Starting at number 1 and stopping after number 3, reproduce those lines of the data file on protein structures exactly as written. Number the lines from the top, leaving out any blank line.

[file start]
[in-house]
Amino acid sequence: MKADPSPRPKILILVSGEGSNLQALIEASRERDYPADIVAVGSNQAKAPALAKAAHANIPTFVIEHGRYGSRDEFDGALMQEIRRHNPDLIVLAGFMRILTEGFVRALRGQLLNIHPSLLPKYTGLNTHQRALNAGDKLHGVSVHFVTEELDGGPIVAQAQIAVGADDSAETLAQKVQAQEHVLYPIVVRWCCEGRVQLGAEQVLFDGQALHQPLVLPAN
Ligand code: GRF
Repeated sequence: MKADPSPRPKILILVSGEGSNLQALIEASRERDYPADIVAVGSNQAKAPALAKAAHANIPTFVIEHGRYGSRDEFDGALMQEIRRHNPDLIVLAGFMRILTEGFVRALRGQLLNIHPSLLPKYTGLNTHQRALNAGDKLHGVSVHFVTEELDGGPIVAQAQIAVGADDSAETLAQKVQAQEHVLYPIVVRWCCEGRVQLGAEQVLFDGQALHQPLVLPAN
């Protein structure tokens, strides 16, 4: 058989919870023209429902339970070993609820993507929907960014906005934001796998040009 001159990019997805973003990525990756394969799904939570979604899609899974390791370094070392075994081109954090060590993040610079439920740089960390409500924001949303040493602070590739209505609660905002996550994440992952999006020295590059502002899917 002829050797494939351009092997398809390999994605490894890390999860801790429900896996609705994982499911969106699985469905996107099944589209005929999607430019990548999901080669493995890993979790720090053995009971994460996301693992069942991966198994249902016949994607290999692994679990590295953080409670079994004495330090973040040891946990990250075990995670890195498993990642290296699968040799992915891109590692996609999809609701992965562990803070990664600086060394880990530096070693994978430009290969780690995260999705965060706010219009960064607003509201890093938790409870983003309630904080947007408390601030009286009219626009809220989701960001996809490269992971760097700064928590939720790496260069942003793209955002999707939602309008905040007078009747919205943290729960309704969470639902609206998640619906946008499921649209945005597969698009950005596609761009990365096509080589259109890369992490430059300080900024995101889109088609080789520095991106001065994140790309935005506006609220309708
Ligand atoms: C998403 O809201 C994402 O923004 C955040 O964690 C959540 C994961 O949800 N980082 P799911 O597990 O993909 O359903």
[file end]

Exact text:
[in-house]
Amino acid sequence: MKADPSPRPKILILVSGEGSNLQALIEASRERDYPADIVAVGSNQAKAPALAKAAHANIPTFVIEHGRYGSRDEFDGALMQEIRRHNPDLIVLAGFMRILTEGFVRALRGQLLNIHPSLLPKYTGLNTHQRALNAGDKLHGVSVHFVTEELDGGPIVAQAQIAVGADDSAETLAQKVQAQEHVLYPIVVRWCCEGRVQLGAEQVLFDGQALHQPLVLPAN
Ligand code: GRF